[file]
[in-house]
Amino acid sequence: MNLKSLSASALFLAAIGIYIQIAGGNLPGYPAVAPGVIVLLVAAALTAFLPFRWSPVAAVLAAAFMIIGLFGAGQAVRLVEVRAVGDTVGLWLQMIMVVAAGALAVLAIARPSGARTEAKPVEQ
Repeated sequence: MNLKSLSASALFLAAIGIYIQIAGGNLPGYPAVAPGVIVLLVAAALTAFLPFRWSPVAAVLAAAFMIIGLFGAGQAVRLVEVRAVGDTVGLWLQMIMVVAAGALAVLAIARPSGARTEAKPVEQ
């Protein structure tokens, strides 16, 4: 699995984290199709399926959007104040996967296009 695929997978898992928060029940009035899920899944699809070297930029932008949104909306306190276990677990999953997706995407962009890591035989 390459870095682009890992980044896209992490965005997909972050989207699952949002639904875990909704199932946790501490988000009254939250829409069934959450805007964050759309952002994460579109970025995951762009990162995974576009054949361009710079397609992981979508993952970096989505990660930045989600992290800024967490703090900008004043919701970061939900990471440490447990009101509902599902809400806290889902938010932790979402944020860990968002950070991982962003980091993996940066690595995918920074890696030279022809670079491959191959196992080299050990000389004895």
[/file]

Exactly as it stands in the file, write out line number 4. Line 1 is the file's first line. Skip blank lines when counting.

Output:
């Protein structure tokens, strides 16, 4: 699995984290199709399926959007104040996967296009 695929997978898992928060029940009035899920899944699809070297930029932008949104909306306190276990677990999953997706995407962009890591035989 390459870095682009890992980044896209992490965005997909972050989207699952949002639904875990909704199932946790501490988000009254939250829409069934959450805007964050759309952002994460579109970025995951762009990162995974576009054949361009710079397609992981979508993952970096989505990660930045989600992290800024967490703090900008004043919701970061939900990471440490447990009101509902599902809400806290889902938010932790979402944020860990968002950070991982962003980091993996940066690595995918920074890696030279022809670079491959191959196992080299050990000389004895």